Breakthroughs in PVC Welding and Cleaning Systems
the past few years the demand for vinyl windows has continued to remain high and
as a result the competition between the large (500 or more units per shift) PVC
window manufacturers has intensified. Significant pricing pressures have been
placed on each manufacturer by the major distributors they supply. As a result,
manufacturers have been looking for ways to decrease their production costs
simply to maintain their ever-decreasing profit margins.
production area of keen interest during the past two or three years has been the
production rates for welding and cleaning of the PVC window frames and sash.
to the intrinsic nature of the welding process, a specific time (30 to 40
seconds) is required to weld a frame or sash. Since the process time is fixed,
the only way to increase production rates is to have multiples of the welding
machines (requiring large capital expenditures, manpower and floor space) or to
develop ways to weld multiple frames or sashes simultaneously in one machine.
efforts to weld multiple frames during one weld cycle started many years ago.
However, it is only in the past year or so that we have been able to weld as
many as four main frames in one cycle successfully or six sash in
one cycle while holding the required size tolerances of
order to succeed, technical challenges involving fixturing designs, heater plate
configurations and welder structural design had to be overcome. As a result of
having met these technical challenges and having now increased welding
production rates by factors of two and three, the production
bottleneck became the next step in the manufacturing process, which is the
corner cleaning task.
order to keep up with the welder output it first became necessary to develop
twin-head cleaners which would clean two corners at a time. (The
original corner cleaning machines worked on only one corner at a time and it
could take well over a minute to complete just one frame or sash.) As the welder
volumes have increased even further in the past year, it has become necessary to
evaluate and develop four-head cleaners. These four-head cleaners
(all four corners cleaned simultaneously) have proven to be most successful in
sash applications where both corner cleaning and secondary sash processing (e.g.
tilt latch routing, weep slots, pivot bar holes, etc.) are required after
the same time that individual welding and cleaning machine capacities were
increasing, we were developing more automated welding and cleaning systems.
These would decrease manpower requirements, eliminate handling and increase the
quality of the product while taking advantage of the increased volumes made
possible in the advanced welding and cleaning machine designs.
of the unique welding and cleaning systems presently in operation is the Sigma
7000 System developed specifically for multi-level (up to three)
main frame welding/cleaning. This system includes a horizontal four-point welder
with automatic ejection of the welded frames on to a transfer system that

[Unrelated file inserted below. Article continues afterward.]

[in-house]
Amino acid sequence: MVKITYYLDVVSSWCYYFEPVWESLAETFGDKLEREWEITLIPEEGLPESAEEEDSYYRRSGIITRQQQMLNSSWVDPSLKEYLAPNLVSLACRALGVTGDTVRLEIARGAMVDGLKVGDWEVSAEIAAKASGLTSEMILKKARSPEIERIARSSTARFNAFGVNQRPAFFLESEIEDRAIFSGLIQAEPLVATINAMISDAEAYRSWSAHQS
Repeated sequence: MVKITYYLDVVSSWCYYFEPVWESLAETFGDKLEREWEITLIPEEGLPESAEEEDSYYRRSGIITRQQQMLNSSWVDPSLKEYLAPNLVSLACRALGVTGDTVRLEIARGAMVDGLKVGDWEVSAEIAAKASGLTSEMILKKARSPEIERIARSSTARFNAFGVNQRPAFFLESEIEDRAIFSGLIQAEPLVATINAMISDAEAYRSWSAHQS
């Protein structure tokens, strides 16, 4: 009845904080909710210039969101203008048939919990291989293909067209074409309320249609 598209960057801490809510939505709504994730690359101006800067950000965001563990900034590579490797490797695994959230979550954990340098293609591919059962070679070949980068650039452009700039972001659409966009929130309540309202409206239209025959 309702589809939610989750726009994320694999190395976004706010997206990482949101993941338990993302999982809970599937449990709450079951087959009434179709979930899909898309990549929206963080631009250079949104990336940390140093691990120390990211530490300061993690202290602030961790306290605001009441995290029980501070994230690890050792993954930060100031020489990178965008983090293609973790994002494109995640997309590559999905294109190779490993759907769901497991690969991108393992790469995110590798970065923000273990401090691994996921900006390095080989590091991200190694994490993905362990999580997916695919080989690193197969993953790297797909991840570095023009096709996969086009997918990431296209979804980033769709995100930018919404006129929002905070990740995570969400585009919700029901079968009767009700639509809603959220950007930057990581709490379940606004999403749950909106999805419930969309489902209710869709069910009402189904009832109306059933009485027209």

automatically loads the frames into a matching four-head NC corner cleaner. The
cleaner then ejects the completed frame that would be passed on to the next
manufacturing or assembly phase.
Sigma 7000 has the ability to produce one frame every 30 to 45 seconds and
requires just one operator.
latest development (presently in the design phase) is the Ultra 6000 welding and
cleaning system which is designed specifically for sash. It will
eliminate the welder ejection system and the intermediate buffer stations
required on the Sigma 7000 and replace them with an overhead “pick and
place” system. This will decrease significantly the time required to remove
the completed sash from the welder and decrease floor space by about 50 percent.
“pick and place” system will grab all four sash (or as many as have been
welded) simultaneously and remove them from the welder in one motion. The sash
will then be transferred over to the cleaner where the “picker” will act as
a magazine loader and place one sash at a time into this four-head cleaner. The
cleaner will eject the completed sash so it can be glazed. Once all four sash
have been “dropped” by the “picker,” it will return to the welder to
gather four more sash.
Ultra 6000 is expected to produce one sash every 20 to 30 seconds (including
secondary processing operations), and it will require one operator.
much effort has been spent on multi-level welding and multi-corner cleaning,
very little time has been spent evaluating the time it takes for the operator to
load parts into the welder.
the loading time (for as many as 24 parts when welding six sash per cycle)
becomes the largest single time factor in the overall process (i.e. load, weld,
present, the challenge is to develop a reliable system for magazine loading
multiple parts in less time than is required with manual loading … stay tuned
for further developments.
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